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Another visitor comes to the Tesman house. It is Judge Brack, a family friend who has managed Tesman's financial affairs so that he could go on such an extended honeymoon and also buy the house he and Hedda had their heart set on. He is a good-looking man approaching middle age who is very smooth and charming. He arrives just as Mrs. Elvsted is leaving and Hedda sees her to the door. In the meanwhile, he tells Tesman to economize because he cannot take his appointment as professor for granted as he has a competitor for the job, Eilert Lövborg. Tesman is shocked for he and Hedda have married on the strength of being assumed of his professorship. Hedda however expresses nonchalance and sees it in terms of a sporting match. George apologizes for disappointing her. They can now have no footman or servants in livery or a saddle horse. After Brack leaves, Hedda comments that she will have more time now to spend with her father's pistols. George is alarmed by her words as she adds, "General Gabler's pistols."
As is usual with Ibsen, detailed instructions are given regarding the stage setting. The curtain opens on a "spacious handsome and tastefully furnished drawing room decorated in dark colors" in the Tesman's house. The emphasis is on the dark colors and the numerous pieces of furniture. The dark colors create an atmosphere, which is heavy and oppressive, and the abundance of furniture contributes to restricting the freedom of movement in these rooms. In fact, the entire action of the play will take place here. In the inner-room a lot of action in the background will take place though the main action takes place in the drawing room. The piano is important as it represents the fact that Hedda is lavish in her spending much beyond Tesman's means. There is also a hanging lamp with an opal glass shade. Bright sunlight is streaming in which is significant because Hedda does not like bright sunlight.
In order to make Tesman and Hedda comfortable; Aunt Julia has sent her faithful maid Berte to them even though her sister Rina is an invalid and needs a lot of attention. Berte is unhappy with the change for she is fearful of her new mistress. Aunt Julia is more tolerant and conciliatory in her attitude. She makes excuses for "General Gabler's daughter," and is more ready to overlook Hedda's "grand ways" because she has been accustomed to living grandly. This difference in class is what separates Hedda from her husband and his family. Nothing is ever mentioned about what exactly happened to General Gabler or why Hedda is not more well off.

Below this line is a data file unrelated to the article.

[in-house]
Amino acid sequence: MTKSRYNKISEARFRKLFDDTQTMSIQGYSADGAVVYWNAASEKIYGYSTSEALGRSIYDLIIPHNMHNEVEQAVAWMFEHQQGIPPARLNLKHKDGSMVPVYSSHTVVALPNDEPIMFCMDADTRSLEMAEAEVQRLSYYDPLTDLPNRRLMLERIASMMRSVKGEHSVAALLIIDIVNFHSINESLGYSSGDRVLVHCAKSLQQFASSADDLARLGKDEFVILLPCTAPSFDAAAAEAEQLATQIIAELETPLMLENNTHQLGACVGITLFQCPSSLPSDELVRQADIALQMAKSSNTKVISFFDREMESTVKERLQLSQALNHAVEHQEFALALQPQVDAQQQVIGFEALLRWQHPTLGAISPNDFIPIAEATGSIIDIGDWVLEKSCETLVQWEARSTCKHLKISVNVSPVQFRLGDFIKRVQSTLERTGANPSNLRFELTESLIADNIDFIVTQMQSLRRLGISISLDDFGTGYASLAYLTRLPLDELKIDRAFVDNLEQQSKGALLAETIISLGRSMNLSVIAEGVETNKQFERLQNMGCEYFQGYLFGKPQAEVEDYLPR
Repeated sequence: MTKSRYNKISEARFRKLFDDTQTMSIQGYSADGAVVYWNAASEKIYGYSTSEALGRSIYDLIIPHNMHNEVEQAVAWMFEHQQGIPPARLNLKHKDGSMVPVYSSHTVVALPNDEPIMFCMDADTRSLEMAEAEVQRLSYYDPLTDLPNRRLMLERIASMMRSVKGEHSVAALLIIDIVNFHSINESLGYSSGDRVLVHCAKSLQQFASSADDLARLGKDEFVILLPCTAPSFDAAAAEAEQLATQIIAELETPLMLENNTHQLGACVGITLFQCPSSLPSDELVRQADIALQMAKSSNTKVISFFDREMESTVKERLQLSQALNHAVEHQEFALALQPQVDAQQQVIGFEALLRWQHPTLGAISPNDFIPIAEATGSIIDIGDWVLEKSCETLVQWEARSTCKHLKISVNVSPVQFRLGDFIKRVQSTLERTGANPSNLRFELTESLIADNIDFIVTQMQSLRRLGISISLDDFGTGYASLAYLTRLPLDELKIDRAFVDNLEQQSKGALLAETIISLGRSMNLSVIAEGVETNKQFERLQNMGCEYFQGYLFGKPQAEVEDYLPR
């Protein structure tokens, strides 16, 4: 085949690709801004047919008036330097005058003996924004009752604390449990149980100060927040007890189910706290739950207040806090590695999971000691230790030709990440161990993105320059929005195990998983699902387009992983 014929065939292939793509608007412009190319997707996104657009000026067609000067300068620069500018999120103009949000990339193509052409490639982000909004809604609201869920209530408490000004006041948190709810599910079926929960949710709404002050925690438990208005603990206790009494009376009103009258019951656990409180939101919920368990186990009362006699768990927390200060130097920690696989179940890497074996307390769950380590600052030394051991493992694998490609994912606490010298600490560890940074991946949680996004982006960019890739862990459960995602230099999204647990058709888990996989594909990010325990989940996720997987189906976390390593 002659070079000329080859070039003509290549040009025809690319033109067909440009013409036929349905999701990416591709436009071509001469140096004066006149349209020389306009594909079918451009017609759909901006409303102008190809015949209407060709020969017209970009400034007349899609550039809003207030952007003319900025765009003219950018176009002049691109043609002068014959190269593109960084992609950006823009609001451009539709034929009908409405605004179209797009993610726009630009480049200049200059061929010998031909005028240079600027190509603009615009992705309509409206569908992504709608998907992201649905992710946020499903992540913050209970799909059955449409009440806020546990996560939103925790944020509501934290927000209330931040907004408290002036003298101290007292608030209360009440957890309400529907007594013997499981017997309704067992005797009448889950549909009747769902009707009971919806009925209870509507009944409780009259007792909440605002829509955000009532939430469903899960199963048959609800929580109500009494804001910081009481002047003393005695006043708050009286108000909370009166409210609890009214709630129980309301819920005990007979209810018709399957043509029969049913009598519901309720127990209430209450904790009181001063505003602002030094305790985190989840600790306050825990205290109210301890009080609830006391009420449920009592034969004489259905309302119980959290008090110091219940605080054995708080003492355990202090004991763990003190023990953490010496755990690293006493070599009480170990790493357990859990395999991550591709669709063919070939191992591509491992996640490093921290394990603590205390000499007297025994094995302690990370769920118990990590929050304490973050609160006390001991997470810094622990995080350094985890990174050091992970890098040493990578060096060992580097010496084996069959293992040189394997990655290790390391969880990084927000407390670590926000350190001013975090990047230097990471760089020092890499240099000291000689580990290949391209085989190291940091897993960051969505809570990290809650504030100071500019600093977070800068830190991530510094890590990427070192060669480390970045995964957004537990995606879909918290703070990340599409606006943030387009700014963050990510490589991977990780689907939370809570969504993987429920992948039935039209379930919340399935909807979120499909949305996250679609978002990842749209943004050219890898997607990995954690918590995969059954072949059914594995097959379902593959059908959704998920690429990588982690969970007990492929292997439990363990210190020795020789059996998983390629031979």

Aunt Julia is thrilled that her nephew has married such a beautiful and well-bred woman. She is very fond of Tesman for she and Rina have brought up their orphan-nephew and regard him as a son. George Tesman is a stout, young-looking man of thirty-three. He appears to be a benign, cheerful character although he is somewhat obtuse especially where it concerns Hedda's need and wants. Tesman is now Dr. Tesman. He is a pedant, who is wrapped upon his books. Even on his honeymoon he has continued to pursue his precious research. He is also going to write a book called The Domestic Industries of Brabant during the Middle Ages. Such research into a dead subject indicates that he is stuffy and unimaginative. It is also an ironic title as Tesman is quite unaware of the psychological and emotional needs of his wife and thinks she will be happy as long as she has the home she wants and the necessary material items to keep her placated.